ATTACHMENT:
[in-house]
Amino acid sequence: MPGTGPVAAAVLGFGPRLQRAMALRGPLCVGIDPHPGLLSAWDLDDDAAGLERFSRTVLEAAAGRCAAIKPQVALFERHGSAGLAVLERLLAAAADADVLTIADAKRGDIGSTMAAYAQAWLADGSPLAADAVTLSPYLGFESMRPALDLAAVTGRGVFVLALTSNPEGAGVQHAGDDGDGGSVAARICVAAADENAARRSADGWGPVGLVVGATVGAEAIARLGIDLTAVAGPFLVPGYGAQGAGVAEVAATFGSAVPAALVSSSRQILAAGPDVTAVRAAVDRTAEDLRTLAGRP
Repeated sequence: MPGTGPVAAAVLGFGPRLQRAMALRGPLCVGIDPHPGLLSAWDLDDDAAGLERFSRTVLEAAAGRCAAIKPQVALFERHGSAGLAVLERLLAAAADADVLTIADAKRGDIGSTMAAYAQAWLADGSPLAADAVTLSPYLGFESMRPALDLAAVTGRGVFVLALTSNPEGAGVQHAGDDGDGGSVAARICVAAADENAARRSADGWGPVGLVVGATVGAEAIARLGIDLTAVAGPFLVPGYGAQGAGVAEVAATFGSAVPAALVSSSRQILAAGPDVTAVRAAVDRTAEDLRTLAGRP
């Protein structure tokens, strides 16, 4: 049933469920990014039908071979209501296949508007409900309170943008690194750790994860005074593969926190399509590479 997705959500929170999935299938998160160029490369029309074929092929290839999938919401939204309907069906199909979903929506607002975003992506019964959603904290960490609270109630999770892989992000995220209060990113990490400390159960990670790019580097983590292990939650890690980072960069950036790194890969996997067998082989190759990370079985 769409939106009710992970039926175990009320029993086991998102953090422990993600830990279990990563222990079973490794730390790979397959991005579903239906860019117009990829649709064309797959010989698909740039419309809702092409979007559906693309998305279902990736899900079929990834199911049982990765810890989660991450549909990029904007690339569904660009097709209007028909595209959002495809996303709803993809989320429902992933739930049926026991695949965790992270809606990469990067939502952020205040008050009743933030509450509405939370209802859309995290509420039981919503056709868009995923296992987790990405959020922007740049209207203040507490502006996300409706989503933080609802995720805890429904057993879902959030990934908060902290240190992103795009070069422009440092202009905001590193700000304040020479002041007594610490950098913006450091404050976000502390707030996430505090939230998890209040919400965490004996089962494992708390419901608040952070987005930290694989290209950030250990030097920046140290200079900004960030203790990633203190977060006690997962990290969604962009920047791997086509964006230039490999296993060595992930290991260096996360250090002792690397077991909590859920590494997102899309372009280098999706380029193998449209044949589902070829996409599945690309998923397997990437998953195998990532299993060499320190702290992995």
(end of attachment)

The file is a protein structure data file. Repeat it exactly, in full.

[in-house]
Amino acid sequence: MPGTGPVAAAVLGFGPRLQRAMALRGPLCVGIDPHPGLLSAWDLDDDAAGLERFSRTVLEAAAGRCAAIKPQVALFERHGSAGLAVLERLLAAAADADVLTIADAKRGDIGSTMAAYAQAWLADGSPLAADAVTLSPYLGFESMRPALDLAAVTGRGVFVLALTSNPEGAGVQHAGDDGDGGSVAARICVAAADENAARRSADGWGPVGLVVGATVGAEAIARLGIDLTAVAGPFLVPGYGAQGAGVAEVAATFGSAVPAALVSSSRQILAAGPDVTAVRAAVDRTAEDLRTLAGRP
Repeated sequence: MPGTGPVAAAVLGFGPRLQRAMALRGPLCVGIDPHPGLLSAWDLDDDAAGLERFSRTVLEAAAGRCAAIKPQVALFERHGSAGLAVLERLLAAAADADVLTIADAKRGDIGSTMAAYAQAWLADGSPLAADAVTLSPYLGFESMRPALDLAAVTGRGVFVLALTSNPEGAGVQHAGDDGDGGSVAARICVAAADENAARRSADGWGPVGLVVGATVGAEAIARLGIDLTAVAGPFLVPGYGAQGAGVAEVAATFGSAVPAALVSSSRQILAAGPDVTAVRAAVDRTAEDLRTLAGRP
């Protein structure tokens, strides 16, 4: 049933469920990014039908071979209501296949508007409900309170943008690194750790994860005074593969926190399509590479 997705959500929170999935299938998160160029490369029309074929092929290839999938919401939204309907069906199909979903929506607002975003992506019964959603904290960490609270109630999770892989992000995220209060990113990490400390159960990670790019580097983590292990939650890690980072960069950036790194890969996997067998082989190759990370079985 769409939106009710992970039926175990009320029993086991998102953090422990993600830990279990990563222990079973490794730390790979397959991005579903239906860019117009990829649709064309797959010989698909740039419309809702092409979007559906693309998305279902990736899900079929990834199911049982990765810890989660991450549909990029904007690339569904660009097709209007028909595209959002495809996303709803993809989320429902992933739930049926026991695949965790992270809606990469990067939502952020205040008050009743933030509450509405939370209802859309995290509420039981919503056709868009995923296992987790990405959020922007740049209207203040507490502006996300409706989503933080609802995720805890429904057993879902959030990934908060902290240190992103795009070069422009440092202009905001590193700000304040020479002041007594610490950098913006450091404050976000502390707030996430505090939230998890209040919400965490004996089962494992708390419901608040952070987005930290694989290209950030250990030097920046140290200079900004960030203790990633203190977060006690997962990290969604962009920047791997086509964006230039490999296993060595992930290991260096996360250090002792690397077991909590859920590494997102899309372009280098999706380029193998449209044949589902070829996409599945690309998923397997990437998953195998990532299993060499320190702290992995």